Allison Carey, M.D., Ph.D., who just completed her doctoral studies in Yale’s Interdepartmental Neuroscience Program, is a winner of the 2010 Harold M. Weintraub Graduate Student Award. The award, sponsored by the Basic Sciences Division of the Fred Hutchinson Cancer Research Center (FHCRC) in Seattle, Wash., recognizes outstanding achievement by graduate students in the biological sciences.

Carey is one of 13 graduate students in North America to receive the award this year. The awardees participated in a scientific symposium on May 7 at the FHCRC.

Carey, who received her M.D. in 2009 and her Ph.D. at Commencement this past June, has focused her research at Yale on odorant receptors in the mosquito Anopheles gambiae, the primary carrier of malaria in sub-Saharan Africa. Carey will soon begin a postdoctoral fellowship at the Institut Pasteur in Paris, France.  

In the February 3 issue of Nature, Carey and colleagues, including her advisor John R. Carlson, Ph.D., the Eugene Higgins Professor of Molecular, Cellular, and Developmental Biology, identified A. gambiae odorant receptors that are precisely tuned and highly sensitive to components of human body odors, which may help them to locate and infect the hundreds of millions of people afflicted with malaria each year. In this research, which formed the basis of her Ph.D. thesis, Carey recorded over 27,000 responses to 110 different odors from a variety of A. gambiae receptors expressed in the antennae of mutant fruit flies. This work “was of epic proportion,” Carlson says. “It required an enormous amount of effort, a high level of skill, and a great deal of creativity. Allison was also a wonderful colleague.”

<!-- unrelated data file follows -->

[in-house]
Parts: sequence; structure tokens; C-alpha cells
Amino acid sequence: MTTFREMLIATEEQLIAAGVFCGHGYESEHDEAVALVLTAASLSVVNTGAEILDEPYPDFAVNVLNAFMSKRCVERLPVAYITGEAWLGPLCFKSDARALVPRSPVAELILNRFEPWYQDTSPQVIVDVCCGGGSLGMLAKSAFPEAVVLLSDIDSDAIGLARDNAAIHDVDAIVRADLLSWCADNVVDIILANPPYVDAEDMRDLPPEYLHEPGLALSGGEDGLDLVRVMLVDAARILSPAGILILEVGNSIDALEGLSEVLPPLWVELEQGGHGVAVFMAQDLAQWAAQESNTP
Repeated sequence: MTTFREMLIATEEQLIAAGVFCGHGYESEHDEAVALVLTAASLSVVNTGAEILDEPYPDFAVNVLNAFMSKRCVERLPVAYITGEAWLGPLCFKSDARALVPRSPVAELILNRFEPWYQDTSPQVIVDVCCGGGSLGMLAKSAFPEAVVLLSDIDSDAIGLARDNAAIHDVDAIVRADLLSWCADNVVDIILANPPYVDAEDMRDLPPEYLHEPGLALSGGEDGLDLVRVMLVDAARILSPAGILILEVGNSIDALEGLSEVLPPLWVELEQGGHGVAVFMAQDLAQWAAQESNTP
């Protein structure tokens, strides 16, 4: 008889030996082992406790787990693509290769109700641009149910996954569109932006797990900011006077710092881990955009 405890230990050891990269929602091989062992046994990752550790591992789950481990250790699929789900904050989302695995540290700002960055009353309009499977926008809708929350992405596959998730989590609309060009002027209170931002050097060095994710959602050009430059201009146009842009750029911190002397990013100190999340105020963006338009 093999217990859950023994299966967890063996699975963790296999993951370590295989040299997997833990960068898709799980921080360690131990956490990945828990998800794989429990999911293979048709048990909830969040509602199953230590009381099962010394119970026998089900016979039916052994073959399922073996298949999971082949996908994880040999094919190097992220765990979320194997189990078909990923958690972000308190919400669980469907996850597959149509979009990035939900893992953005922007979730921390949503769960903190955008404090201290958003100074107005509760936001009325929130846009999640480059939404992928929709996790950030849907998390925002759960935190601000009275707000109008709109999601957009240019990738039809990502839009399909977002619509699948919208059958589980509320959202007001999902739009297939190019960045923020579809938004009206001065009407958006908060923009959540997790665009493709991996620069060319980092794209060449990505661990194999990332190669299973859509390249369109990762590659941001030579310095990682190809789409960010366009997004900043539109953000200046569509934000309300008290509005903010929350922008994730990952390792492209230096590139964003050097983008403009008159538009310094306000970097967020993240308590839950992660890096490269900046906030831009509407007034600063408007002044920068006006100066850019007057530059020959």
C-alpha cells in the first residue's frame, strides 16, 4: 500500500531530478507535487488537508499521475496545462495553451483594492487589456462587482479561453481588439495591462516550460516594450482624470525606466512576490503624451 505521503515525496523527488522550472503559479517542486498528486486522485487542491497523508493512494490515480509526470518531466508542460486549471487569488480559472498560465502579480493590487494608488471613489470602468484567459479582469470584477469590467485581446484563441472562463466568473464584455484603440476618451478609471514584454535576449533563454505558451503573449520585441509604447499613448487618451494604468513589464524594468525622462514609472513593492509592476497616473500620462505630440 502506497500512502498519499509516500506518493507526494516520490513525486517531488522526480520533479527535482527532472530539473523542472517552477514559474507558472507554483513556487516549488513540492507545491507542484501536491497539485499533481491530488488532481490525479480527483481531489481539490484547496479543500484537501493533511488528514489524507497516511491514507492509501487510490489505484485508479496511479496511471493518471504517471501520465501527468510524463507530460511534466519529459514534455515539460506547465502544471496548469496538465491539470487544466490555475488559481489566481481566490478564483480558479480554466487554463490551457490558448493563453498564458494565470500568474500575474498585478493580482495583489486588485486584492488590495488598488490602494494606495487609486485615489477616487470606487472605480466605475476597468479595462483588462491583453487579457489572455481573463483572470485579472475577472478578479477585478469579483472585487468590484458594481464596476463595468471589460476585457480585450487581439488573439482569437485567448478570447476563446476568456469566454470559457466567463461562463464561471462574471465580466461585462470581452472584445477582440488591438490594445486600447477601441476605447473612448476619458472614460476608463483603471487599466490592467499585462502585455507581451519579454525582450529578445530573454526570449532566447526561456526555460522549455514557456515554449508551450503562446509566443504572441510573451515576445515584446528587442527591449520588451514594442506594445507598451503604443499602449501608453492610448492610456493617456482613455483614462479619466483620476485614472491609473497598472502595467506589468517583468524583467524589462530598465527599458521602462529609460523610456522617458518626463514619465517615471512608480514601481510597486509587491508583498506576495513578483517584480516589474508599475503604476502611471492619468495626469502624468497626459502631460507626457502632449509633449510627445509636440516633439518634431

A major goal of the Carlson lab is to apply knowledge of the molecular basis ofA. gambiae olfaction to reduce the mosquitoes’ attraction to human odors or to lure them into traps, strategies that may slow the transmission of malaria.

The Weintraub Award, established in 2000, honors the late Harold M. Weintraub, Ph.D., a founding member of the FHCRC’s Basic Sciences Division and a leading researcher in developmental biology. Carey is one of two students in Carlson’s lab to win the award recently: Elissa Hallem, Ph.D., was an awardee in 2005.